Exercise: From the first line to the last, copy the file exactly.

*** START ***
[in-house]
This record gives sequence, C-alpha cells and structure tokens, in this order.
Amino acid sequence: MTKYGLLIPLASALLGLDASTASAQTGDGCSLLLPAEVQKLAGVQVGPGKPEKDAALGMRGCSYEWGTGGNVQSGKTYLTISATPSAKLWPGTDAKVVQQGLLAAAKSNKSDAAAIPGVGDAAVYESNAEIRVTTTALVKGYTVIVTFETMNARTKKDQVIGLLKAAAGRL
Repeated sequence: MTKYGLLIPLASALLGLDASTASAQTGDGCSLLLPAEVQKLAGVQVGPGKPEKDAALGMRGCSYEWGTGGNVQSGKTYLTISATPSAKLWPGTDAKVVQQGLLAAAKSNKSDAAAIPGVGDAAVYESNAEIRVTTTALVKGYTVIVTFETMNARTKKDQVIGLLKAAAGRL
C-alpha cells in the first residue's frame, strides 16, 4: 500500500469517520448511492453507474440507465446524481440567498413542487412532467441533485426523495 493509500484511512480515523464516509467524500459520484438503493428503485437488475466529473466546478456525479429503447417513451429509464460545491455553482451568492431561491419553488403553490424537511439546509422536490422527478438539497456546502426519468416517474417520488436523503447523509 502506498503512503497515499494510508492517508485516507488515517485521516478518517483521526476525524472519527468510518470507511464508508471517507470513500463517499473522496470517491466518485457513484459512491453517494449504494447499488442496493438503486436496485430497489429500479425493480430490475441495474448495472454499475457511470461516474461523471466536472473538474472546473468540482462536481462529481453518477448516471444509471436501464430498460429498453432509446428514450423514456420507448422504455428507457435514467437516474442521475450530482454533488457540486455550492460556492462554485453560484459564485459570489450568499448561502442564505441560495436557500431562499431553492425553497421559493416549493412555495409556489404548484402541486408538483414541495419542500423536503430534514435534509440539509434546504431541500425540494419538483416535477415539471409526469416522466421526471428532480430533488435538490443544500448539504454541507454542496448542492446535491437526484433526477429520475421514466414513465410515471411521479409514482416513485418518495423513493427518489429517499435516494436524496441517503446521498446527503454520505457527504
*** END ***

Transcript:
[in-house]
This record gives sequence, C-alpha cells and structure tokens, in this order.
Amino acid sequence: MTKYGLLIPLASALLGLDASTASAQTGDGCSLLLPAEVQKLAGVQVGPGKPEKDAALGMRGCSYEWGTGGNVQSGKTYLTISATPSAKLWPGTDAKVVQQGLLAAAKSNKSDAAAIPGVGDAAVYESNAEIRVTTTALVKGYTVIVTFETMNARTKKDQVIGLLKAAAGRL
Repeated sequence: MTKYGLLIPLASALLGLDASTASAQTGDGCSLLLPAEVQKLAGVQVGPGKPEKDAALGMRGCSYEWGTGGNVQSGKTYLTISATPSAKLWPGTDAKVVQQGLLAAAKSNKSDAAAIPGVGDAAVYESNAEIRVTTTALVKGYTVIVTFETMNARTKKDQVIGLLKAAAGRL
C-alpha cells in the first residue's frame, strides 16, 4: 500500500469517520448511492453507474440507465446524481440567498413542487412532467441533485426523495 493509500484511512480515523464516509467524500459520484438503493428503485437488475466529473466546478456525479429503447417513451429509464460545491455553482451568492431561491419553488403553490424537511439546509422536490422527478438539497456546502426519468416517474417520488436523503447523509 502506498503512503497515499494510508492517508485516507488515517485521516478518517483521526476525524472519527468510518470507511464508508471517507470513500463517499473522496470517491466518485457513484459512491453517494449504494447499488442496493438503486436496485430497489429500479425493480430490475441495474448495472454499475457511470461516474461523471466536472473538474472546473468540482462536481462529481453518477448516471444509471436501464430498460429498453432509446428514450423514456420507448422504455428507457435514467437516474442521475450530482454533488457540486455550492460556492462554485453560484459564485459570489450568499448561502442564505441560495436557500431562499431553492425553497421559493416549493412555495409556489404548484402541486408538483414541495419542500423536503430534514435534509440539509434546504431541500425540494419538483416535477415539471409526469416522466421526471428532480430533488435538490443544500448539504454541507454542496448542492446535491437526484433526477429520475421514466414513465410515471411521479409514482416513485418518495423513493427518489429517499435516494436524496441517503446521498446527503454520505457527504